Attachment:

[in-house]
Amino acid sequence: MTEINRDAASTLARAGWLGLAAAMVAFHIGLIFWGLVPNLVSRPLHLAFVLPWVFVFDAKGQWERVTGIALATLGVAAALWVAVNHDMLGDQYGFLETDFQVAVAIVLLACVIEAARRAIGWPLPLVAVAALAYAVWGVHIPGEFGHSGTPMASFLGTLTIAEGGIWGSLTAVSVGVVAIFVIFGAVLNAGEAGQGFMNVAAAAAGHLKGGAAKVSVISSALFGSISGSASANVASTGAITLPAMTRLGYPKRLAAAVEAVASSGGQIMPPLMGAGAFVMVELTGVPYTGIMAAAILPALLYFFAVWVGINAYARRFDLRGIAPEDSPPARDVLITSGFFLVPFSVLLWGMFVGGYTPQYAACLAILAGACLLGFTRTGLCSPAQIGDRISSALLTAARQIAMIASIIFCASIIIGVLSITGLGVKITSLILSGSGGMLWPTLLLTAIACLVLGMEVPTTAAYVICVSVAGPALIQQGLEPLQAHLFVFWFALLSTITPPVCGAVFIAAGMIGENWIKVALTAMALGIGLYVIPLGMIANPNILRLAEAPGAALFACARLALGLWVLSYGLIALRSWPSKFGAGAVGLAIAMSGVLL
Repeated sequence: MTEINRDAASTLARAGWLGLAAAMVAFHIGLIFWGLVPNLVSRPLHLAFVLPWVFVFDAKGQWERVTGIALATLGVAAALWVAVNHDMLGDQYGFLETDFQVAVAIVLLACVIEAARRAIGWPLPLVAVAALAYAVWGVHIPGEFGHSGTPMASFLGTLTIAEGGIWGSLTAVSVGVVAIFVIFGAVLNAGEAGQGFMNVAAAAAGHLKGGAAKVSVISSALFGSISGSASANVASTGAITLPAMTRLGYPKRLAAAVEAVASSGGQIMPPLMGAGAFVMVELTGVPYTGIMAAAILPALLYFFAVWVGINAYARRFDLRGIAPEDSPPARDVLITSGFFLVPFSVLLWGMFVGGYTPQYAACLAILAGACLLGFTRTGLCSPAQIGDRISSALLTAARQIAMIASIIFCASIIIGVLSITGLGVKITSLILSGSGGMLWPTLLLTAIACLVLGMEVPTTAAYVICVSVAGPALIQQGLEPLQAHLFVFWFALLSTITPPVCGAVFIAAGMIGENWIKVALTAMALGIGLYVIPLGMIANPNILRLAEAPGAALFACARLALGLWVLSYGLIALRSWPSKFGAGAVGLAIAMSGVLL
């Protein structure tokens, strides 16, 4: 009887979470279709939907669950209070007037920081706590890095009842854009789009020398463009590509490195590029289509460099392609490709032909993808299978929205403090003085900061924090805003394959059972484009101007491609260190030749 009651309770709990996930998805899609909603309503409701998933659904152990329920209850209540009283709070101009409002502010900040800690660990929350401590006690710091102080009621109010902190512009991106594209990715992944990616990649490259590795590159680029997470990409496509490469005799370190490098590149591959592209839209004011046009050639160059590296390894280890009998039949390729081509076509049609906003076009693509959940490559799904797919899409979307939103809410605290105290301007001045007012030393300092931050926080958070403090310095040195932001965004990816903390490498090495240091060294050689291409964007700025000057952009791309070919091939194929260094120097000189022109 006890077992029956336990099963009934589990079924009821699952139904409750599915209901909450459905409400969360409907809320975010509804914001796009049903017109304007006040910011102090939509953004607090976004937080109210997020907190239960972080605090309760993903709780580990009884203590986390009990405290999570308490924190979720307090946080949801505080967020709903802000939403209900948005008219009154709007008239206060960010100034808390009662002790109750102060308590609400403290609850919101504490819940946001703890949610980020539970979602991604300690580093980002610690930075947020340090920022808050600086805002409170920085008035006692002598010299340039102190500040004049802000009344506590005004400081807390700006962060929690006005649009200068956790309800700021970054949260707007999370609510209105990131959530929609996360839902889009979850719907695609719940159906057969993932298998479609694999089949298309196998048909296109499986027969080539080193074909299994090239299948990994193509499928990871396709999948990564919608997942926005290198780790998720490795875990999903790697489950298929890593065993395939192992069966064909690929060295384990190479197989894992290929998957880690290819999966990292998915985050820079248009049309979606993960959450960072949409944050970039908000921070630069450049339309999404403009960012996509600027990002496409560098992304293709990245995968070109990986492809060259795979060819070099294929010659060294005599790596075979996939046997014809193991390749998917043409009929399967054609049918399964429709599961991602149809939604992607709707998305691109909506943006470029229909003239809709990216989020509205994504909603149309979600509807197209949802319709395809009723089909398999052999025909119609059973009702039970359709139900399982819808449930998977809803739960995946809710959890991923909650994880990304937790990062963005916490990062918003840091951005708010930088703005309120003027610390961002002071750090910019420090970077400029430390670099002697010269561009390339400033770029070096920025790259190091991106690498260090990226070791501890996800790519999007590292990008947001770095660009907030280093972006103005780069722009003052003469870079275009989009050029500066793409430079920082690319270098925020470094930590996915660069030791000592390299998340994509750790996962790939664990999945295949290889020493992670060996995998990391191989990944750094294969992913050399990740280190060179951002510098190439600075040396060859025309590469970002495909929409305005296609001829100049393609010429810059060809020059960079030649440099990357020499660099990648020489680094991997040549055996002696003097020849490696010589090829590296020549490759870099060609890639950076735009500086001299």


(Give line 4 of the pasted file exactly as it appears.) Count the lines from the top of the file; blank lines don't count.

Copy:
């Protein structure tokens, strides 16, 4: 009887979470279709939907669950209070007037920081706590890095009842854009789009020398463009590509490195590029289509460099392609490709032909993808299978929205403090003085900061924090805003394959059972484009101007491609260190030749 009651309770709990996930998805899609909603309503409701998933659904152990329920209850209540009283709070101009409002502010900040800690660990929350401590006690710091102080009621109010902190512009991106594209990715992944990616990649490259590795590159680029997470990409496509490469005799370190490098590149591959592209839209004011046009050639160059590296390894280890009998039949390729081509076509049609906003076009693509959940490559799904797919899409979307939103809410605290105290301007001045007012030393300092931050926080958070403090310095040195932001965004990816903390490498090495240091060294050689291409964007700025000057952009791309070919091939194929260094120097000189022109 006890077992029956336990099963009934589990079924009821699952139904409750599915209901909450459905409400969360409907809320975010509804914001796009049903017109304007006040910011102090939509953004607090976004937080109210997020907190239960972080605090309760993903709780580990009884203590986390009990405290999570308490924190979720307090946080949801505080967020709903802000939403209900948005008219009154709007008239206060960010100034808390009662002790109750102060308590609400403290609850919101504490819940946001703890949610980020539970979602991604300690580093980002610690930075947020340090920022808050600086805002409170920085008035006692002598010299340039102190500040004049802000009344506590005004400081807390700006962060929690006005649009200068956790309800700021970054949260707007999370609510209105990131959530929609996360839902889009979850719907695609719940159906057969993932298998479609694999089949298309196998048909296109499986027969080539080193074909299994090239299948990994193509499928990871396709999948990564919608997942926005290198780790998720490795875990999903790697489950298929890593065993395939192992069966064909690929060295384990190479197989894992290929998957880690290819999966990292998915985050820079248009049309979606993960959450960072949409944050970039908000921070630069450049339309999404403009960012996509600027990002496409560098992304293709990245995968070109990986492809060259795979060819070099294929010659060294005599790596075979996939046997014809193991390749998917043409009929399967054609049918399964429709599961991602149809939604992607709707998305691109909506943006470029229909003239809709990216989020509205994504909603149309979600509807197209949802319709395809009723089909398999052999025909119609059973009702039970359709139900399982819808449930998977809803739960995946809710959890991923909650994880990304937790990062963005916490990062918003840091951005708010930088703005309120003027610390961002002071750090910019420090970077400029430390670099002697010269561009390339400033770029070096920025790259190091991106690498260090990226070791501890996800790519999007590292990008947001770095660009907030280093972006103005780069722009003052003469870079275009989009050029500066793409430079920082690319270098925020470094930590996915660069030791000592390299998340994509750790996962790939664990999945295949290889020493992670060996995998990391191989990944750094294969992913050399990740280190060179951002510098190439600075040396060859025309590469970002495909929409305005296609001829100049393609010429810059060809020059960079030649440099990357020499660099990648020489680094991997040549055996002696003097020849490696010589090829590296020549490759870099060609890639950076735009500086001299």